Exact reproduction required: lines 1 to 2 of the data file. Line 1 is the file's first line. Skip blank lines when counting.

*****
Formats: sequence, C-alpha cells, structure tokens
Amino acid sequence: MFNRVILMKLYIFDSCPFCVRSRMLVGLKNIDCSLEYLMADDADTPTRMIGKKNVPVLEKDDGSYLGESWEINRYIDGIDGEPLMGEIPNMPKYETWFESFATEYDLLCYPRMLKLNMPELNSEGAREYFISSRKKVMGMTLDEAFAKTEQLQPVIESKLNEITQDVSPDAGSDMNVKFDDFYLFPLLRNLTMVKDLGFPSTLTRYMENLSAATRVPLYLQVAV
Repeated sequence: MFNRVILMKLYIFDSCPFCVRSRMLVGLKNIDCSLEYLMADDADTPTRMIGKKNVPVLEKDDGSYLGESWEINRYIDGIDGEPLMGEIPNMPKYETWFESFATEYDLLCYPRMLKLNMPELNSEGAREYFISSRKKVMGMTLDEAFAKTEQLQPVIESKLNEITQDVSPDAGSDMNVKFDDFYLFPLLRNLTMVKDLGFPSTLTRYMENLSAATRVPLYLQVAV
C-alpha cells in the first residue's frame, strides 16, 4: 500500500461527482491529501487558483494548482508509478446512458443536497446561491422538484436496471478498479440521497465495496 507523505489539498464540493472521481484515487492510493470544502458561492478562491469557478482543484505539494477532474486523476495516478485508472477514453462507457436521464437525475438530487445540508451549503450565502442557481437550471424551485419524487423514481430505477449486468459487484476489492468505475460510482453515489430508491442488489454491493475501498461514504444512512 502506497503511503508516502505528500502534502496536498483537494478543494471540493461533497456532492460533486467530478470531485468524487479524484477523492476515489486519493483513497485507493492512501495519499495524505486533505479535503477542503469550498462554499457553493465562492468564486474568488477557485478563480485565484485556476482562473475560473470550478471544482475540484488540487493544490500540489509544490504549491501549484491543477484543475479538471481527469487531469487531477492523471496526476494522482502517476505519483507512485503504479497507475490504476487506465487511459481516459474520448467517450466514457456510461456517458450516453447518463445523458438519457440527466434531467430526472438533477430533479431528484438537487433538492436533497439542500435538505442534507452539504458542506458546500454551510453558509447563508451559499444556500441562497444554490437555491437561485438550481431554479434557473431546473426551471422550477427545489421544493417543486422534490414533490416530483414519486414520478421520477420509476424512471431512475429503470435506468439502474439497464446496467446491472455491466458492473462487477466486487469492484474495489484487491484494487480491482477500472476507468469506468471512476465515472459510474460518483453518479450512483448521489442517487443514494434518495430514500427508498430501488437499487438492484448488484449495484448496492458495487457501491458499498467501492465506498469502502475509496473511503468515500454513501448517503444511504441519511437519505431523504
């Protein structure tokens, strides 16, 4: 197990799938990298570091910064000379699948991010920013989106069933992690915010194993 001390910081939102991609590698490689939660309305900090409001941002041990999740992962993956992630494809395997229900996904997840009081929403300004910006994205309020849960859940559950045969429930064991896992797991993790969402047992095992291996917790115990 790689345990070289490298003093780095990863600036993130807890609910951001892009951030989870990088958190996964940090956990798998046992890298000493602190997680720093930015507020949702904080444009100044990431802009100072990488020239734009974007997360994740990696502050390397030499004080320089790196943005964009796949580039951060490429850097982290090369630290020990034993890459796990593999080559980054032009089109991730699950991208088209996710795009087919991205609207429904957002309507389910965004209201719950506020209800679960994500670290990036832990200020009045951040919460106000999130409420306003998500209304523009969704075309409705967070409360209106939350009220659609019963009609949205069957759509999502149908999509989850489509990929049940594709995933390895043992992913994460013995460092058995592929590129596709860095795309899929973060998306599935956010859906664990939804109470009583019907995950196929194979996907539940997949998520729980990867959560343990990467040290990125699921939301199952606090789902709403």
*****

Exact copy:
Formats: sequence, C-alpha cells, structure tokens
Amino acid sequence: MFNRVILMKLYIFDSCPFCVRSRMLVGLKNIDCSLEYLMADDADTPTRMIGKKNVPVLEKDDGSYLGESWEINRYIDGIDGEPLMGEIPNMPKYETWFESFATEYDLLCYPRMLKLNMPELNSEGAREYFISSRKKVMGMTLDEAFAKTEQLQPVIESKLNEITQDVSPDAGSDMNVKFDDFYLFPLLRNLTMVKDLGFPSTLTRYMENLSAATRVPLYLQVAV